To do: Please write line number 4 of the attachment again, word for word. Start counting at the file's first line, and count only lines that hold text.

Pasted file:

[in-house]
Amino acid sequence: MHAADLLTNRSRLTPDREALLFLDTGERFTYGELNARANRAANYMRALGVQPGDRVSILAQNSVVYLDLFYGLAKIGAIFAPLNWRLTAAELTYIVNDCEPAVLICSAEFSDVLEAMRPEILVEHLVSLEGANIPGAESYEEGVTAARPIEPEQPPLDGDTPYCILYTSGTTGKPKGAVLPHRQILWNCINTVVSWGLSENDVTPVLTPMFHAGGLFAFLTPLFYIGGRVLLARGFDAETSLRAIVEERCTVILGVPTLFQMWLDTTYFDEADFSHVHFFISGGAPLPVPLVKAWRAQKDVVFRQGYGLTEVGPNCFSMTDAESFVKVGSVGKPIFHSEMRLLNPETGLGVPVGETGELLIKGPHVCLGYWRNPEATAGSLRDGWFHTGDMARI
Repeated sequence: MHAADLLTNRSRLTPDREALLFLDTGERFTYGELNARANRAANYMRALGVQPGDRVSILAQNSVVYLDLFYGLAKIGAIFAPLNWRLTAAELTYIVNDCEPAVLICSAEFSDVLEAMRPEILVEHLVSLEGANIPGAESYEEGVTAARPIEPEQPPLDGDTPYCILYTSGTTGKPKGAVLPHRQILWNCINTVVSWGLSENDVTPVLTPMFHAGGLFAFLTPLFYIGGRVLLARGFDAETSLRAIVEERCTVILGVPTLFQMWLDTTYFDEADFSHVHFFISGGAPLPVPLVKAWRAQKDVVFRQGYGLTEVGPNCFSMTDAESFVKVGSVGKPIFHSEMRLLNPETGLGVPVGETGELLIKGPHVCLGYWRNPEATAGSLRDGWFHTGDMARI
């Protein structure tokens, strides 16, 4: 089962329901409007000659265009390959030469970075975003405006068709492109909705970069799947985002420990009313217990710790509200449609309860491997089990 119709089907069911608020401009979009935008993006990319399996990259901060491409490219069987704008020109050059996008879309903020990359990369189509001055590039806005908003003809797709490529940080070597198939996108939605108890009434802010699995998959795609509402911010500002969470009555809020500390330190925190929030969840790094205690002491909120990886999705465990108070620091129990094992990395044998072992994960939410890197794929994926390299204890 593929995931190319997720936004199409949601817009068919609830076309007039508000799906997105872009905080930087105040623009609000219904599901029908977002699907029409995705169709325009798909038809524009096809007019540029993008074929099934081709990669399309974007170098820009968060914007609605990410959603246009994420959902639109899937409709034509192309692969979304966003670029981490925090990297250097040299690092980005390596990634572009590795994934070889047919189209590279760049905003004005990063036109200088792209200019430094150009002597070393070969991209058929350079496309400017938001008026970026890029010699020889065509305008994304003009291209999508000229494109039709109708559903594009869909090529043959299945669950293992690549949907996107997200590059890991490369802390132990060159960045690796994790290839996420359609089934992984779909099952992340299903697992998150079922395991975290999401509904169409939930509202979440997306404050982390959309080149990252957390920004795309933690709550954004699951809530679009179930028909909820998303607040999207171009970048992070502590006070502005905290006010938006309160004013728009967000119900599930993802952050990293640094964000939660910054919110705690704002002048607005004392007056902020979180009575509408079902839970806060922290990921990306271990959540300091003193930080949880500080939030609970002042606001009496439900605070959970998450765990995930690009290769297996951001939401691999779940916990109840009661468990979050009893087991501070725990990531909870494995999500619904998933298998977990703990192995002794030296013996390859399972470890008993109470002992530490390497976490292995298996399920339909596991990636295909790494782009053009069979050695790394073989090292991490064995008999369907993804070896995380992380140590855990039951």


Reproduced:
């Protein structure tokens, strides 16, 4: 089962329901409007000659265009390959030469970075975003405006068709492109909705970069799947985002420990009313217990710790509200449609309860491997089990 119709089907069911608020401009979009935008993006990319399996990259901060491409490219069987704008020109050059996008879309903020990359990369189509001055590039806005908003003809797709490529940080070597198939996108939605108890009434802010699995998959795609509402911010500002969470009555809020500390330190925190929030969840790094205690002491909120990886999705465990108070620091129990094992990395044998072992994960939410890197794929994926390299204890 593929995931190319997720936004199409949601817009068919609830076309007039508000799906997105872009905080930087105040623009609000219904599901029908977002699907029409995705169709325009798909038809524009096809007019540029993008074929099934081709990669399309974007170098820009968060914007609605990410959603246009994420959902639109899937409709034509192309692969979304966003670029981490925090990297250097040299690092980005390596990634572009590795994934070889047919189209590279760049905003004005990063036109200088792209200019430094150009002597070393070969991209058929350079496309400017938001008026970026890029010699020889065509305008994304003009291209999508000229494109039709109708559903594009869909090529043959299945669950293992690549949907996107997200590059890991490369802390132990060159960045690796994790290839996420359609089934992984779909099952992340299903697992998150079922395991975290999401509904169409939930509202979440997306404050982390959309080149990252957390920004795309933690709550954004699951809530679009179930028909909820998303607040999207171009970048992070502590006070502005905290006010938006309160004013728009967000119900599930993802952050990293640094964000939660910054919110705690704002002048607005004392007056902020979180009575509408079902839970806060922290990921990306271990959540300091003193930080949880500080939030609970002042606001009496439900605070959970998450765990995930690009290769297996951001939401691999779940916990109840009661468990979050009893087991501070725990990531909870494995999500619904998933298998977990703990192995002794030296013996390859399972470890008993109470002992530490390497976490292995298996399920339909596991990636295909790494782009053009069979050695790394073989090292991490064995008999369907993804070896995380992380140590855990039951």